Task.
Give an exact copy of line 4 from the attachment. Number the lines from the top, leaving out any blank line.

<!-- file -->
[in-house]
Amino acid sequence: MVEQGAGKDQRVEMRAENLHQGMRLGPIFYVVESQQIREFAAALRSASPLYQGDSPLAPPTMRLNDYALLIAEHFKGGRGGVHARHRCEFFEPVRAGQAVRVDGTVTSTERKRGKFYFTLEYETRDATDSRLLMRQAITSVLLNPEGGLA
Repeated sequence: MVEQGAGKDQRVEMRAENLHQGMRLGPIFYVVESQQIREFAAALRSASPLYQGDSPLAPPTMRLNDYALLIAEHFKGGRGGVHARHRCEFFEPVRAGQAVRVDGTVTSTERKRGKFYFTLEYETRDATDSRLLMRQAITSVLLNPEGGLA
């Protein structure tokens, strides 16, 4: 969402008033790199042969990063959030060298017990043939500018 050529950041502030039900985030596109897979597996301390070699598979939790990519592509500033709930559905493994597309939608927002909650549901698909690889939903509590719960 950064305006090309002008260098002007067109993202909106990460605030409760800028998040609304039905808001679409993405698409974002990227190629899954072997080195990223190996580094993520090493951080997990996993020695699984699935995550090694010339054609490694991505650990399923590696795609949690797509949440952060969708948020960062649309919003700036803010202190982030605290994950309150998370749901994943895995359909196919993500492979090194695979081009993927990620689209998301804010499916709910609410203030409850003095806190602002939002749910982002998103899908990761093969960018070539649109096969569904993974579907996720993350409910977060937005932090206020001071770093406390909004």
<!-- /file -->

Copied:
């Protein structure tokens, strides 16, 4: 969402008033790199042969990063959030060298017990043939500018 050529950041502030039900985030596109897979597996301390070699598979939790990519592509500033709930559905493994597309939608927002909650549901698909690889939903509590719960 950064305006090309002008260098002007067109993202909106990460605030409760800028998040609304039905808001679409993405698409974002990227190629899954072997080195990223190996580094993520090493951080997990996993020695699984699935995550090694010339054609490694991505650990399923590696795609949690797509949440952060969708948020960062649309919003700036803010202190982030605290994950309150998370749901994943895995359909196919993500492979090194695979081009993927990620689209998301804010499916709910609410203030409850003095806190602002939002749910982002998103899908990761093969960018070539649109096969569904993974579907996720993350409910977060937005932090206020001071770093406390909004």